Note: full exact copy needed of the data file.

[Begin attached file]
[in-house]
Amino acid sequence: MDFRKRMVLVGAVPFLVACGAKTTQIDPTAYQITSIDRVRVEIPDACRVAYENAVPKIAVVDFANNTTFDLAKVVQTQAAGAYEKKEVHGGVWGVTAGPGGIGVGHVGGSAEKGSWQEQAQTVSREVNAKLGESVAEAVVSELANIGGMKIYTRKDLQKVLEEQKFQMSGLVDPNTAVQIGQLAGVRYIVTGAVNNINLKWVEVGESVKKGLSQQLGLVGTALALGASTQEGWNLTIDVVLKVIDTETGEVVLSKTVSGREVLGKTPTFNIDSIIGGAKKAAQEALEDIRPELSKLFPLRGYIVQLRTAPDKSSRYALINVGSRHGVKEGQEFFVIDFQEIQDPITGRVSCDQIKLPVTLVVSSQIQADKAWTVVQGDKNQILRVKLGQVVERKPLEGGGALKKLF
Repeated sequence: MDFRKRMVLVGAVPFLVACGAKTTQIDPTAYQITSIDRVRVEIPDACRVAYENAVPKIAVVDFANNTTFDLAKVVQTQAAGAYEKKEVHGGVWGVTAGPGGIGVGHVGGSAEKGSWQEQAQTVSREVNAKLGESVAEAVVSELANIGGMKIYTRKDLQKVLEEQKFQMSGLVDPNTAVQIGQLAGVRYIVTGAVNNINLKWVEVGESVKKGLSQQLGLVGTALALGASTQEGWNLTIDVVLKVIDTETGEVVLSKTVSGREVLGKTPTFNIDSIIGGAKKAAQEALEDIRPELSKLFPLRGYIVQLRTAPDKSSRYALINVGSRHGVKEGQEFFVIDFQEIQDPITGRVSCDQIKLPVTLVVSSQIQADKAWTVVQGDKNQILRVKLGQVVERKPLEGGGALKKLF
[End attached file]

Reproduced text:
[in-house]
Amino acid sequence: MDFRKRMVLVGAVPFLVACGAKTTQIDPTAYQITSIDRVRVEIPDACRVAYENAVPKIAVVDFANNTTFDLAKVVQTQAAGAYEKKEVHGGVWGVTAGPGGIGVGHVGGSAEKGSWQEQAQTVSREVNAKLGESVAEAVVSELANIGGMKIYTRKDLQKVLEEQKFQMSGLVDPNTAVQIGQLAGVRYIVTGAVNNINLKWVEVGESVKKGLSQQLGLVGTALALGASTQEGWNLTIDVVLKVIDTETGEVVLSKTVSGREVLGKTPTFNIDSIIGGAKKAAQEALEDIRPELSKLFPLRGYIVQLRTAPDKSSRYALINVGSRHGVKEGQEFFVIDFQEIQDPITGRVSCDQIKLPVTLVVSSQIQADKAWTVVQGDKNQILRVKLGQVVERKPLEGGGALKKLF
Repeated sequence: MDFRKRMVLVGAVPFLVACGAKTTQIDPTAYQITSIDRVRVEIPDACRVAYENAVPKIAVVDFANNTTFDLAKVVQTQAAGAYEKKEVHGGVWGVTAGPGGIGVGHVGGSAEKGSWQEQAQTVSREVNAKLGESVAEAVVSELANIGGMKIYTRKDLQKVLEEQKFQMSGLVDPNTAVQIGQLAGVRYIVTGAVNNINLKWVEVGESVKKGLSQQLGLVGTALALGASTQEGWNLTIDVVLKVIDTETGEVVLSKTVSGREVLGKTPTFNIDSIIGGAKKAAQEALEDIRPELSKLFPLRGYIVQLRTAPDKSSRYALINVGSRHGVKEGQEFFVIDFQEIQDPITGRVSCDQIKLPVTLVVSSQIQADKAWTVVQGDKNQILRVKLGQVVERKPLEGGGALKKLF